Marsico Sees Legislative Progress in House Judiciary Committee
HARRISBURG –Rep. Ron Marsico (R-Dauphin) is pleased that the governor will be signing so many pieces of crucial legislation into law over the next couple of weeks that have passed through the House Judiciary Committee during this legislative session.
“As majority chairman of the Judiciary Committee, I am thrilled to report that the minority chairman of the committee and I, along with all of the committee members, were able to work cohesively over the past two years and pass quite a few critical pieces of legislation out of committee and onto the floor of the House,” said Marsico. “And quite a few of these bills are now being signed into law by the governor.
“We dealt with such issues as human trafficking, sexting, the sale and transfer of firearms, creating the offense of recruiting criminal gang members, reinvesting savings in our criminal justice system, updating Pennsylvania’s Wiretap Act and providing for HIV-related testing for certain sex offenders,” said Marsico.
Studies have shown that Pennsylvania's interstate highway system, truck stops and transient truckers make it a pass-through state for human trafficking. Evidence suggests that Pennsylvania also is a source and destination for victims. Therefore, House Bill 235 was passed to establish the National Human Trafficking Resource Center Hotline Notification Act. The bill will require designated establishments to post at least one sign, in various languages, in a conspicuous manner clearly visible to the public and employees and include the hotline phone number.
Sexting is a phenomenon among teens of transmitting via text message nude photos of themselves or other minors, or photos of any minor engaging in sexually explicit conduct. House Bill 815 makes it a summary offense for a minor to text a self-made sexually explicit image of himself or herself, or to view such an image of another if that other person is a minor aged 12 or older. The offense is then increased if the minor transmits or publishes, through an electronic communication, the image of another minor 12 or older, which he or she has viewed. The offense would be further increased if that publication is intended to harass, intimidate, or cause distress to the minor depicted, or makes or distributes a depiction without the consent of the minor depicted. Under current law, teens could be subject to felony prosecution for these acts.
Straw purchasers significantly contribute to gun violence in Pennsylvania’s towns and cities. Although obtaining or receiving a firearm through a straw purchase is illegal in Pennsylvania, House Bill 898, known as the Brad Fox Law, would close a loophole in the current law that prevented the imposition of an enhanced penalty for second and subsequent offenses. A “straw purchase” occurs when the actual buyer of a firearm uses another person, a “straw purchaser,” to execute the paperwork necessary to purchase a firearm from a federally licensed firearms dealer. This bill would restore a five-year minimum sentence for those convicted of making repeat straw purchases of firearms, a measure that would make Pennsylvania’s streets safer for everyone.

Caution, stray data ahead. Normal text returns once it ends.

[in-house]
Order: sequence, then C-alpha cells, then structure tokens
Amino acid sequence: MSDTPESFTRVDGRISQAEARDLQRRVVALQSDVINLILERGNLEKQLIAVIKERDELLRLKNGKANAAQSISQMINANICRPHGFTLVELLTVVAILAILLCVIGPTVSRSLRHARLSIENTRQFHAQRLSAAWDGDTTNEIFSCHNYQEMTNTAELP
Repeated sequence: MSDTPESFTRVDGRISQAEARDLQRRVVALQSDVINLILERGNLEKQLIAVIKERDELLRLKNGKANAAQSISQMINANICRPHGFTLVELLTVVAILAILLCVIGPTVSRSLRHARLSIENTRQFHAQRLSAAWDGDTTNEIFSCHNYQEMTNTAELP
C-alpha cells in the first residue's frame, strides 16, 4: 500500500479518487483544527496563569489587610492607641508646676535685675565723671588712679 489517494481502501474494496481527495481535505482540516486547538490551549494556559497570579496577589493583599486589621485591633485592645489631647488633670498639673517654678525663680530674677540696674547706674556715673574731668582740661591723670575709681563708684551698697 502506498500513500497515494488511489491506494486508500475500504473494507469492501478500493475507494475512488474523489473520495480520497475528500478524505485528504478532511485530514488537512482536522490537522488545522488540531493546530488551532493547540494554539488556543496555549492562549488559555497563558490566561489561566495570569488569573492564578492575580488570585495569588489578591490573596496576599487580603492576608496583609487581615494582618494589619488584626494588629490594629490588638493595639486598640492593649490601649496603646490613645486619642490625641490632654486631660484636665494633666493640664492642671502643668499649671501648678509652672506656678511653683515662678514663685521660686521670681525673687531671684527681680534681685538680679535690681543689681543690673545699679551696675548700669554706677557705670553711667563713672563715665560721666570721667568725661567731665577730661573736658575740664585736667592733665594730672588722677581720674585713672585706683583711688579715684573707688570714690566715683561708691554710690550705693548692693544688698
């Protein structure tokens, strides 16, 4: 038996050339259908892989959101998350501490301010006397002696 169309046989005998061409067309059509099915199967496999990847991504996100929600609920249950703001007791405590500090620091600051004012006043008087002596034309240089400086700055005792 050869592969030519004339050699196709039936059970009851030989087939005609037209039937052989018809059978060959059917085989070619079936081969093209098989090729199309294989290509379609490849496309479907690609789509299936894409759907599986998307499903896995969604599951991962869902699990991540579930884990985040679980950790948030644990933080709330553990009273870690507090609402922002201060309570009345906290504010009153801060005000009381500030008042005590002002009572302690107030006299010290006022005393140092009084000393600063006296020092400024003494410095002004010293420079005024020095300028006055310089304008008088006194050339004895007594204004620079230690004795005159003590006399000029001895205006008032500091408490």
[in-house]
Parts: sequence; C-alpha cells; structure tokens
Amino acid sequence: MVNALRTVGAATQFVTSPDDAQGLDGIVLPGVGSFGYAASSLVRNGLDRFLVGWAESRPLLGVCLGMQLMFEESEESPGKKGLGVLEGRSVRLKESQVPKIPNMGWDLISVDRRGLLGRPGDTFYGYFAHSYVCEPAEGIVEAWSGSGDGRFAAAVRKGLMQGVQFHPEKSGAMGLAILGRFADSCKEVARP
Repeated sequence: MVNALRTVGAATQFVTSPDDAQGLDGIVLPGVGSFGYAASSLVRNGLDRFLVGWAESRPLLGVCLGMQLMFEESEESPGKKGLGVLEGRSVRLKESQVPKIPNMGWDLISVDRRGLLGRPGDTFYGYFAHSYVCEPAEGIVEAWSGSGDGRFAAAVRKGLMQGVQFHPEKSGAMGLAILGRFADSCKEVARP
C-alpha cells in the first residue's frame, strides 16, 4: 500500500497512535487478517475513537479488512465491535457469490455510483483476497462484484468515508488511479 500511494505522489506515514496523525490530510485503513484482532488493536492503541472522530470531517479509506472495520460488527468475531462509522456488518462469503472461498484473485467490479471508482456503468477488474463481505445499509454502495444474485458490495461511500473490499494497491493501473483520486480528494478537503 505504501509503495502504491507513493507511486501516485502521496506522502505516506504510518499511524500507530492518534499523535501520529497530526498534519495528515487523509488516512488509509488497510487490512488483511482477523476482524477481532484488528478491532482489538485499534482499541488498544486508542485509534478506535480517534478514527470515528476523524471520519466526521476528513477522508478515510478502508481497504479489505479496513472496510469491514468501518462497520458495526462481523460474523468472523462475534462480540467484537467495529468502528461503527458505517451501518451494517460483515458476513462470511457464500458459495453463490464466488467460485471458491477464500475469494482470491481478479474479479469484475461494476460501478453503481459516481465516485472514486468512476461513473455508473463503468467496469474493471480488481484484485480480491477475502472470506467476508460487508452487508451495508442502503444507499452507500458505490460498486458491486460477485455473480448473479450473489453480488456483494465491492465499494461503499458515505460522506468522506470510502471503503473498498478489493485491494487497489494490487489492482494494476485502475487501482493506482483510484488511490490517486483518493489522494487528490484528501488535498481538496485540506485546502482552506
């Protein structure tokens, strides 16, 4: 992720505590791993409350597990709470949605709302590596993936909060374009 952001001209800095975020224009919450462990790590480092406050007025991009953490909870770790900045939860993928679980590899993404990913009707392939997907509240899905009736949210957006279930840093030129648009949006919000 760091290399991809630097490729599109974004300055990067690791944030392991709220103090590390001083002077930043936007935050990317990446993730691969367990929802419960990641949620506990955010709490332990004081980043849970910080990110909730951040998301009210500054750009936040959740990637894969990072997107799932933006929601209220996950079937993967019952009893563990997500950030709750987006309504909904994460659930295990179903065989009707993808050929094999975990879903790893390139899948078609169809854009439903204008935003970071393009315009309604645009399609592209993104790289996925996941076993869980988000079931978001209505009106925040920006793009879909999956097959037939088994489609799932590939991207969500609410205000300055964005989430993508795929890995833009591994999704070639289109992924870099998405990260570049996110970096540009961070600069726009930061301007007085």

House Bill 135 will reinvest savings from the recently enacted prison reform law, Act 112, and streamline Pennsylvania Commission on Crime and Delinquency processes. This legislation was a is a key component of the Justice Reinvestment Initiative as it authorizes the reinvestment of 25 percent of the savings under Act 112 to programs that would further help public safety efforts and lower rates of recidivism.
There are strongholds of gangs in the Commonwealth. The influx of these gangs has introduced our state to a entirely different level of violent crimes connected to, but not limited to, drugs. House Bill 1121 makes it a crime to recruit criminal gang members, knowingly inflict bodily injury on another for the purpose of causing them to participate, or remain in a criminal gang and knowingly inflict serious bodily injury on another for the purpose of causing them to participate or remain in a criminal gang.
House Bill 2400, of which Marsico was the prime sponsor, would update the Wiretap Act to include the use of modern technology in order to track and bring to justice the most serious criminals. The act was updated last in 1998. Since then, technology has made historic advances that law enforcement is not able to presently keep up with. In 1998, the use of digital telephony, caller ID, or voice mail was nonexistent. These ways to communicate are now commonplace. Changes in the Wiretap Act are needed to keep one step ahead of criminal defendants that deal drugs, engage in organized crime, intimidate witnesses and victims, possess child pornography and support terrorist activity.
House Bill 1794 addresses HIV testing for persons accused of committing sexual crimes in order for an alleged victim to know whether the alleged offender tests positive for HIV. By passing this bill, Pennsylvania came into compliance with the federal Violence Against Women Act and now qualifies for additional federal grants. In the past five years, Pennsylvania has been disqualified from more than $430,000 in federal grants under the Violence Against Women Act because it did not have a state law allowing for the HIV testing of sexual offenders.
“Needless to say, all of these were huge issues that have, ultimately, provided Pennsylvanians with safer communities in which to live,” said Marsico. “My goal is to put the bad guys in jail and keep them there and protect the residents of the Commonwealth.”
State Representative Ron Marsico
105th District, Pennsylvania House of Representatives
Contact: Autumn Southard